There are some places people deem “holy” and other ones considered “unholy.” What, however, does it actually mean for a place to be “holy”? Holiness is something that can be found in places and embodied in people, but it is often misunderstood. When Parshat Terumah recounts Hashem directing Moshe Rabbeinu for the construction of the Mishkan (Tabernacle), we gain an extraordinary insight into our question.
In the early pesukim, Hashem tells Moshe, “And make Me a sanctuary, and I will dwell bitochom” (Shemos 25:8). That last word, bitochom, is often translated as dwelling “among them,” referring to Bnei Yisrael, in the Mishkan. However, the prefix of bi means “in” or “by means of,” leading some to translate it as dwelling “within them.” Each translation of the pasuk — whether Hashem is saying He will dwell among Bnei Yisrael or in Bnei Yisrael — provides a profound answer to the original question, and it all comes back to holiness.
Rabbi David Aaron explains holiness to be wholeness, the state of plugging into the reality of Hashem’s all-encompassing Oneness of the world. Holiness is living life in the richness of the physical world while transcending it all the same, being in it and beyond it. It’s the ultimate completeness of life between spirituality and physicality, the synthesis of the physical and the spiritual into one whole. Now, we can take a deeper look at the double-meaning of the pasuk.
In Talelei Chaim: Mikdash Melech, the Chalban discusses the perplexing idea of Hashem “dwelling” in one area, which relates to Hashem in the Mishkan. If, as we understand, Hashem is unbound, timeless, and the very Source of all life and reality, how can His presence be felt more strongly in one place than another — how can He “dwell among us” in the Mishkan?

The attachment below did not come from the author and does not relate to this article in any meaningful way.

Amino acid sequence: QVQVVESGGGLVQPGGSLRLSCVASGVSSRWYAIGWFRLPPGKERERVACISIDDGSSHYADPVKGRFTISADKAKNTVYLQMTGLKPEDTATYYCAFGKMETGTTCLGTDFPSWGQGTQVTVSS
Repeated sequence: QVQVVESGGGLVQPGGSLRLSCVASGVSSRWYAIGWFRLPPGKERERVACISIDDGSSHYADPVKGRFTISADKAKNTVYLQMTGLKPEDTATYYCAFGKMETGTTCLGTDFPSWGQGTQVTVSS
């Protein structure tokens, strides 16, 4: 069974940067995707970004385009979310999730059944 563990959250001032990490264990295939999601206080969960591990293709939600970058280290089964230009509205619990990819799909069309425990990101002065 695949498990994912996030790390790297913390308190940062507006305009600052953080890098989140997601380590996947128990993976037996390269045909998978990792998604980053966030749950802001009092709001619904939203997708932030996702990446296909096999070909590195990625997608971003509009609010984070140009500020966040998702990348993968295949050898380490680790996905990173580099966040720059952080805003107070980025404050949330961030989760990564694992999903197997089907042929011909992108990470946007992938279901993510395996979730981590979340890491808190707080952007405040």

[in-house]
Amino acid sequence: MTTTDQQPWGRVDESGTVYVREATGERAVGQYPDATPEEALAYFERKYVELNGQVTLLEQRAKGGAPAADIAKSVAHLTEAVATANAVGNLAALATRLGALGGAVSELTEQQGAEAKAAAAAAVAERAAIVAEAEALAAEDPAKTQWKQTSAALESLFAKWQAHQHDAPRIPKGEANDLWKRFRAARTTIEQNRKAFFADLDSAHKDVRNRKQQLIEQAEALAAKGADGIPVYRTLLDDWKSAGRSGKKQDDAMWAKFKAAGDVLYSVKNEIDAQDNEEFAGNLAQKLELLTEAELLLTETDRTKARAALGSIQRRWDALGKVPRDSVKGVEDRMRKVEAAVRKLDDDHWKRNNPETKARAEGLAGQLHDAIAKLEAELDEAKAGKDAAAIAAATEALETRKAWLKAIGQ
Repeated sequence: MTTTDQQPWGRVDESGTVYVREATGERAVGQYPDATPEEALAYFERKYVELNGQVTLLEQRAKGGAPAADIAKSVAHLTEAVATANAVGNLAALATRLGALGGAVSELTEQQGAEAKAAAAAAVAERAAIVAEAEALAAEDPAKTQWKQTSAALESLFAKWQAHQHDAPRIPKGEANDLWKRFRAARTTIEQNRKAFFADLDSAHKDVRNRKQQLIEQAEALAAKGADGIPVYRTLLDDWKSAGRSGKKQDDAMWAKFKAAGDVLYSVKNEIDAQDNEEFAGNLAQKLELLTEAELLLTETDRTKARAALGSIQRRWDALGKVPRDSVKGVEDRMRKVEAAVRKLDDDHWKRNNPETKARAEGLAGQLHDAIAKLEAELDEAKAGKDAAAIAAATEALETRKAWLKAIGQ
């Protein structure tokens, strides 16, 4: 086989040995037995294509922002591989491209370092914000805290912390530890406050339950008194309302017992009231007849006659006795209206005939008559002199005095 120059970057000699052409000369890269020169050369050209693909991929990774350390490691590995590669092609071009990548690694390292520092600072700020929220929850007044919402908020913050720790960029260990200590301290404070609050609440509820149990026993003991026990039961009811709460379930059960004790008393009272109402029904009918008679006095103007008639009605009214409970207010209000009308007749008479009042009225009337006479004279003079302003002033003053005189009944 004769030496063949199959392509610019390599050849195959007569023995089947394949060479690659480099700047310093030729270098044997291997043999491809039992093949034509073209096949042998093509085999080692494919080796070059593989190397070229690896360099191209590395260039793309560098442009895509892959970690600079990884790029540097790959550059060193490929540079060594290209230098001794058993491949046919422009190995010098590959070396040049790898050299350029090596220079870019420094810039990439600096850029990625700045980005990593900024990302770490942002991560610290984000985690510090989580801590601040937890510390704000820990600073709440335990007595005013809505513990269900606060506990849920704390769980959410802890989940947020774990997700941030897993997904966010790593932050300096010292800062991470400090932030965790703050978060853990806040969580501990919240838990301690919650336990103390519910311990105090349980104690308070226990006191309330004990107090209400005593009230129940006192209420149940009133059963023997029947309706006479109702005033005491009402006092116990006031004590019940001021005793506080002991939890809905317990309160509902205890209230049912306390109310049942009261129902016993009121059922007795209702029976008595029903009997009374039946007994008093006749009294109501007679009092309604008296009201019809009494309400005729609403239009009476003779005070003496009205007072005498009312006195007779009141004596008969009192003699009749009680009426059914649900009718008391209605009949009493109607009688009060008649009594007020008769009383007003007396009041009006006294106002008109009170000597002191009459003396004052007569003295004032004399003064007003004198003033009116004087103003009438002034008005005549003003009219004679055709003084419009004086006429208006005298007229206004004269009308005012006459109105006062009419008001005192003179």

The Chalban offers a beautiful analogy about this in the first chapter, comparing the experience at the Mishkan to a signal and a radio. The signal emitted from a particular point is equally present in a particular area, but if the radio is not tuned properly or programmed to receive it in a given location, the radio cannot connect with the signal. We are the radio, and Hashem, so to speak, is the signal. Hashem is equally present and available everywhere, but we are not receptive to Him in the same way in any given area. Thus, it’s the holiness of the Mishkan and the Beit HaMikdash where our receptiveness is most astute to His presence and we can more authentically feel His presence.
On the other side, we also see what it means for Hashem to dwell within us. The Nefesh HaChaim explains that when Hashem says He will dwell bitcochom, it literally means within them. When a person, likened to the Mishkan itself, embodies goodness, justice, peace, and all the deep Torah-values in their lives, they allow Hashem to dwell within them. This depends on treating ourselves with the worth of the Mishkan. Essentially, you become a channel for Hashem in this world, and when you interact with others, bring Hashem into the encounter, as if you were a lantern illuminating a brilliant light against the darkness of life. To have Hashem dwell within you is to have love and goodness radiate through you, to be a candle of light in a dim-lit world.
We can strive to make ourselves holy places and holy places for ourselves — all the possibilities are waiting to be realized. When we decide to metaphorically build the Mishkan in our inner and outer worlds, Hashem dwells among us and within us. We and the world become holy places.